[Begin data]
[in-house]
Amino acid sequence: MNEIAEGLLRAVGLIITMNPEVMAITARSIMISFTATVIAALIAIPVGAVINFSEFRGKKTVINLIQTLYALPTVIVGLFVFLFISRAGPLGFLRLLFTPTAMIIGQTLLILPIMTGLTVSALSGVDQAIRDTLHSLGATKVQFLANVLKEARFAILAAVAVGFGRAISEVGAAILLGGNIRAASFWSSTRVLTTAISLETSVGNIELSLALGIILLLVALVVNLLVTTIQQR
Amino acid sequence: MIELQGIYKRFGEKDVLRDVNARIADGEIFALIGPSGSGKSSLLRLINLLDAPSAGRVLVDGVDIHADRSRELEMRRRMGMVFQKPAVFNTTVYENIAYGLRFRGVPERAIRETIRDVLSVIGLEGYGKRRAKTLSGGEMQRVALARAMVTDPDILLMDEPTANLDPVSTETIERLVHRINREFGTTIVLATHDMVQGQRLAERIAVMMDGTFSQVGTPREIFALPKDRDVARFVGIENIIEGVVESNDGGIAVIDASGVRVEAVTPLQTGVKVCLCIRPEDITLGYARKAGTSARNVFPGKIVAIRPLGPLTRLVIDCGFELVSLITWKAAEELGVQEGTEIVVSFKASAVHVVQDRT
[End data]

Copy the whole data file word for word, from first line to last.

[in-house]
Amino acid sequence: MNEIAEGLLRAVGLIITMNPEVMAITARSIMISFTATVIAALIAIPVGAVINFSEFRGKKTVINLIQTLYALPTVIVGLFVFLFISRAGPLGFLRLLFTPTAMIIGQTLLILPIMTGLTVSALSGVDQAIRDTLHSLGATKVQFLANVLKEARFAILAAVAVGFGRAISEVGAAILLGGNIRAASFWSSTRVLTTAISLETSVGNIELSLALGIILLLVALVVNLLVTTIQQR
Amino acid sequence: MIELQGIYKRFGEKDVLRDVNARIADGEIFALIGPSGSGKSSLLRLINLLDAPSAGRVLVDGVDIHADRSRELEMRRRMGMVFQKPAVFNTTVYENIAYGLRFRGVPERAIRETIRDVLSVIGLEGYGKRRAKTLSGGEMQRVALARAMVTDPDILLMDEPTANLDPVSTETIERLVHRINREFGTTIVLATHDMVQGQRLAERIAVMMDGTFSQVGTPREIFALPKDRDVARFVGIENIIEGVVESNDGGIAVIDASGVRVEAVTPLQTGVKVCLCIRPEDITLGYARKAGTSARNVFPGKIVAIRPLGPLTRLVIDCGFELVSLITWKAAEELGVQEGTEIVVSFKASAVHVVQDRT